|Combustion in Aero Engines|
|High pressure two-phase air-kerosene reacting flow, with high levels of turbulence and heat transfer submitted to acoustic waves: this is how the flow in an aero engine combustor could be characterized.|
|Date:||February 1, 2010 - February 5, 2010|
|Location:||von Karman Institute for Fluid Dynamics, Rhode-St-Genèse, none, Belgium|
|Organizer:||von Karman Institute for Fluid Dynamics|
|Type of Event:||Conference, International|
High pressure two-phase air-kerosene reacting flow, with high levels of turbulence and heat transfer submitted to acoustic waves: this is how the flow in an aero engine combustor could be characterized. In addition, the environmental concerns, which are calling for lower NOx emissions, have become strong technological drivers that need to be taken into account during the design phase. Therefore the lectures will put a particular emphasis on the basic phenomena involved in Low Nox combustor and attempt to establish strong links between fundamental knowledge and design requirements.
The first lecture will provide an overall view on the combustor design, the associated main requirements that have to be answered and the trade-offs that have to be solved. Examples of preliminary design tools will be presented and the relevant regulations addressed.
The next lectures will put emphasis on the physics rather than on the modelling issues starting with fuel injection, spray formation, atomisation, droplets-turbulence interaction and evaporation phenomena which highly contribute to the determination of the combustion process output. Multicomponents evaporation will be particularly discussed in view of its importance for altitude relight as well as active methods that can be used to enhance atomisation.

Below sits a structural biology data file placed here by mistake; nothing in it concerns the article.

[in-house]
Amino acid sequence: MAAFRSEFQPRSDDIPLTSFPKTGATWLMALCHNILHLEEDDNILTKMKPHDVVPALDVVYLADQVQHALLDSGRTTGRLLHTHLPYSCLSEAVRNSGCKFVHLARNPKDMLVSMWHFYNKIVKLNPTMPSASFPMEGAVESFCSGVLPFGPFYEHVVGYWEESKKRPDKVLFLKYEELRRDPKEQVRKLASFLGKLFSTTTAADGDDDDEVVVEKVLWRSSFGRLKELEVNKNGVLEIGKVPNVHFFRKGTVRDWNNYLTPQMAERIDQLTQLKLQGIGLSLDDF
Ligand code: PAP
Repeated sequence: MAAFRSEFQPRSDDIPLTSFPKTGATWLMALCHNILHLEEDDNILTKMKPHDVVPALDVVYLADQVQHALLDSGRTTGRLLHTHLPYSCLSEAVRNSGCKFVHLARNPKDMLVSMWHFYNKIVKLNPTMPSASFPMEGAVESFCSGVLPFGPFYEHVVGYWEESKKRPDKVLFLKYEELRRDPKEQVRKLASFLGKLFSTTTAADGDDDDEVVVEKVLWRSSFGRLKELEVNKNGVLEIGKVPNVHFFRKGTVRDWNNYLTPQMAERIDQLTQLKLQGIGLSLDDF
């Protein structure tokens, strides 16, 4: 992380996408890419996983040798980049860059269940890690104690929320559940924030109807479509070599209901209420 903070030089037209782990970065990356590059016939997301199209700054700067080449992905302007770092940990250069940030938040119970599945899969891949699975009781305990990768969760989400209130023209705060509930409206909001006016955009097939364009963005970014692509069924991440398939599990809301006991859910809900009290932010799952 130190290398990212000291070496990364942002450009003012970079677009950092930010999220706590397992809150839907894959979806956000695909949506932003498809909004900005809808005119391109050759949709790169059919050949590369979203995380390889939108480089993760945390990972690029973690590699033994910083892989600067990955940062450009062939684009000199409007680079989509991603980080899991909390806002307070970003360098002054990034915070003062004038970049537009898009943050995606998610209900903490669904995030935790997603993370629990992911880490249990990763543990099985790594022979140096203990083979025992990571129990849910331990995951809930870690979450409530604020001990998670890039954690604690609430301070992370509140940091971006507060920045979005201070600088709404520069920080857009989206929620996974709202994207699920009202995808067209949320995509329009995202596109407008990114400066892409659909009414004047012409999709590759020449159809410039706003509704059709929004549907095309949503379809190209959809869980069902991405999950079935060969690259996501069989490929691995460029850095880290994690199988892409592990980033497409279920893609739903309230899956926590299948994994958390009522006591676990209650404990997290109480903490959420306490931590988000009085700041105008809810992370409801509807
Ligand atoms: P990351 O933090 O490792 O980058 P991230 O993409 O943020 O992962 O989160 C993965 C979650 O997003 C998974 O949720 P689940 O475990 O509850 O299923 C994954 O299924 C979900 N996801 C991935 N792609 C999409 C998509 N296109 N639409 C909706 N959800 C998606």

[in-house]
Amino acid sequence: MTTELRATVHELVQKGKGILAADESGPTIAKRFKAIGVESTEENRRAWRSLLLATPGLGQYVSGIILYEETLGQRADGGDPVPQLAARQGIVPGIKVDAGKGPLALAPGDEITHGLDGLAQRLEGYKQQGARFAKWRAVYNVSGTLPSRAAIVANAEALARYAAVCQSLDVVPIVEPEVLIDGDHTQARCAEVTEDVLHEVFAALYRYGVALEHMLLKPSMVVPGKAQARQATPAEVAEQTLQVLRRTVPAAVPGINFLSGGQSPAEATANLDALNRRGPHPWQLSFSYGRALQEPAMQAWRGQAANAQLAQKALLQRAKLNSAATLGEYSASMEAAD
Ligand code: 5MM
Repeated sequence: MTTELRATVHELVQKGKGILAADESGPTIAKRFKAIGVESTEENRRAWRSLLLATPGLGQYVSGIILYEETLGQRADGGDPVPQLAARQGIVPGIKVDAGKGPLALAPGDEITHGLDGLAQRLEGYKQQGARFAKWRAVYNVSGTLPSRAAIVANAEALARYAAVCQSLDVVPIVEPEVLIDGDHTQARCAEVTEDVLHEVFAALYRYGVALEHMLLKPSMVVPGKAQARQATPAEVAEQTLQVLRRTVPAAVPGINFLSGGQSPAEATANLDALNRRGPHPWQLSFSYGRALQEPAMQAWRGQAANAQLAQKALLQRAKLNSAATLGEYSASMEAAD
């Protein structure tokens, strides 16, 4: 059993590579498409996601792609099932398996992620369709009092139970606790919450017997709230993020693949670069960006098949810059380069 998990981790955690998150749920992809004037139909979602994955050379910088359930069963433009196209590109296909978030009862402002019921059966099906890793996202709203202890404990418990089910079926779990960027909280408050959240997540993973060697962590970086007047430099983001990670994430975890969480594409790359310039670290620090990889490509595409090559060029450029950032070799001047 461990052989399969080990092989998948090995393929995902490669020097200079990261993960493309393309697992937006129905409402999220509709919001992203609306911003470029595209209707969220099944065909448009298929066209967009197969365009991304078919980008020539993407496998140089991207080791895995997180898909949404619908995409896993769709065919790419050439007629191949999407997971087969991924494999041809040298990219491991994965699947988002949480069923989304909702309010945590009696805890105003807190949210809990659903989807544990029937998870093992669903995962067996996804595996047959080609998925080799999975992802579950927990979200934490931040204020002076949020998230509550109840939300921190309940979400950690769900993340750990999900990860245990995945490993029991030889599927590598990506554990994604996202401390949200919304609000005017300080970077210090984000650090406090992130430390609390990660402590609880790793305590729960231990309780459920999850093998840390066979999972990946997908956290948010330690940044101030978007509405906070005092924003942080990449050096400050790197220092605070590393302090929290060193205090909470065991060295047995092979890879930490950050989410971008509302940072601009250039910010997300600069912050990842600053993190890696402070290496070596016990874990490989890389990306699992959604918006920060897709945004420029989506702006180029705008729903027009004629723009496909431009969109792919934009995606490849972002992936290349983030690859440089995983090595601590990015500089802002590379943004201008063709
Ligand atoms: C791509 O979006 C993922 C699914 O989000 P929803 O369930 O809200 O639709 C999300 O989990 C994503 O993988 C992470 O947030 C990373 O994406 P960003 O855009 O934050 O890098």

This will be followed by the chemistry of combustion with a particular focus on pollutants formation from kerosene oxidation. To address the topic of turbulence / combustion interactions, the starting point will consist in the investigation of the basic mechanisms by which turbulence can influence or modify the different flame structures that are encountered in Low NOx combustor technologies.
Then, the basic aerodynamic processes will be outlined including the specific requirements of Low NOx systems. Emphasis will be placed on the aerodynamics of swirl stabilised combustion including mixing and unsteadiness from large scale structures and their sensitivity to acoustic waves. Examples will be provided from experimental and numerical studies.
The presentation on combustor heat transfer and cooling aspects will identify the main governing parameters for this complex problem. The issues regarding the current cooling techniques (film, effusion, etc.) will be addressed.
A wide operability domain of the combustor is very important for safety requirements. Therefore, two sessions will be dedicated to ignition, altitude relight as well as combustion instabilities to which lean combustion is particularly sensitive.
A specific session will be dedicated to LES viewed as an analysis and design tool for Low NOx combustors. The current status of LES achievements regarding the corresponding design needs will be made and discussed in order to assess the confidence level of such tool.
The following session will be devoted to a state-of-the-art on technology achievements and on current experimental demonstration of lean combustors being carried out. A glimpse on innovative technologies will be made from some examples in order to highlight the extreme importance of knowledge integration into design.
As a perspective, the course will be concluded with a lecture on the opportunities of alternative fuels for aeronautics. What are the requirements from the engine? What are the benefits regarding climate change? Where are we with the research on alternative fuels for aero engines?
The Lecture Series Directors are R. Dénos, European Commission and M. Cazalens, Snecma. The local organizer is Prof. J. van Beeck
|Event record first posted on January 6, 2010, last modified on January 8, 2010|